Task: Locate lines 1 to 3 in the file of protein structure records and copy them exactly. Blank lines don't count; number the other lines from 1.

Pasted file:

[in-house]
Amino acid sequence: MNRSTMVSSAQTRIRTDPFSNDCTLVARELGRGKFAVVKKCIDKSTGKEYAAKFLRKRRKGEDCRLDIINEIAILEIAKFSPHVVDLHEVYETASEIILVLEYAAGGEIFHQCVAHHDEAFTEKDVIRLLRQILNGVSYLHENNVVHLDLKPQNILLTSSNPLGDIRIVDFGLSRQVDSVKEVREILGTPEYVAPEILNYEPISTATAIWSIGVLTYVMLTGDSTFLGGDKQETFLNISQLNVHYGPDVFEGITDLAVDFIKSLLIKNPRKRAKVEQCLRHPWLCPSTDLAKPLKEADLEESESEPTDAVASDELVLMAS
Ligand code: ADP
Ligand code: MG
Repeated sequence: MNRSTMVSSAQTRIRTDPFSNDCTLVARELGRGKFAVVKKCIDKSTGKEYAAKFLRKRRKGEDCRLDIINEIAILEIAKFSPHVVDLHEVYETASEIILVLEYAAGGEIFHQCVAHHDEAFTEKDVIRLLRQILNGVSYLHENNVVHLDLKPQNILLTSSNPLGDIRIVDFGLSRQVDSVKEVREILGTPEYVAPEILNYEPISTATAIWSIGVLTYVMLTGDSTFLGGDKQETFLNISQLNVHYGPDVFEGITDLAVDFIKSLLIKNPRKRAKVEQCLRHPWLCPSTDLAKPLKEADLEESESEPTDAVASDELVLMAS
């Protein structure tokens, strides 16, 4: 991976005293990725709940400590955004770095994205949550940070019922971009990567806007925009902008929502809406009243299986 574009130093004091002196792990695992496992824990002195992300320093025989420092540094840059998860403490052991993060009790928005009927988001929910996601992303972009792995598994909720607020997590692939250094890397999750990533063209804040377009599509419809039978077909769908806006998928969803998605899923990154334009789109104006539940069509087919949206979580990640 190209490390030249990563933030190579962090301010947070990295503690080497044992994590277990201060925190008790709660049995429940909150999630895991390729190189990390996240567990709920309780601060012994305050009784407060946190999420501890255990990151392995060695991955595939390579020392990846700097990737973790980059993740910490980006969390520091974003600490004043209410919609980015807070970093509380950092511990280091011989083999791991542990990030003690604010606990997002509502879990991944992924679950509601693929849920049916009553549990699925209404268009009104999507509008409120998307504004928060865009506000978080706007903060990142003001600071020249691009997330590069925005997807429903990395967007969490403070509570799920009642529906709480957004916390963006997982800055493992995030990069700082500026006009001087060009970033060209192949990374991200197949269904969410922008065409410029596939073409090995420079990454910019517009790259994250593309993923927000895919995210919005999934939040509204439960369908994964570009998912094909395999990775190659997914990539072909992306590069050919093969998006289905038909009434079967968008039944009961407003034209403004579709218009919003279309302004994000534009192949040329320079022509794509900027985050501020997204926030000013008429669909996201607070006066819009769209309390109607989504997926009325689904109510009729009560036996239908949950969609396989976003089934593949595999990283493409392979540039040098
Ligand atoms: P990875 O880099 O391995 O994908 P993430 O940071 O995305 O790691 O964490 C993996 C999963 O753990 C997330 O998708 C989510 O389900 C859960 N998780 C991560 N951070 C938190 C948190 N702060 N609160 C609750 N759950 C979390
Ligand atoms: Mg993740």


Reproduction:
[in-house]
Amino acid sequence: MNRSTMVSSAQTRIRTDPFSNDCTLVARELGRGKFAVVKKCIDKSTGKEYAAKFLRKRRKGEDCRLDIINEIAILEIAKFSPHVVDLHEVYETASEIILVLEYAAGGEIFHQCVAHHDEAFTEKDVIRLLRQILNGVSYLHENNVVHLDLKPQNILLTSSNPLGDIRIVDFGLSRQVDSVKEVREILGTPEYVAPEILNYEPISTATAIWSIGVLTYVMLTGDSTFLGGDKQETFLNISQLNVHYGPDVFEGITDLAVDFIKSLLIKNPRKRAKVEQCLRHPWLCPSTDLAKPLKEADLEESESEPTDAVASDELVLMAS
Ligand code: ADP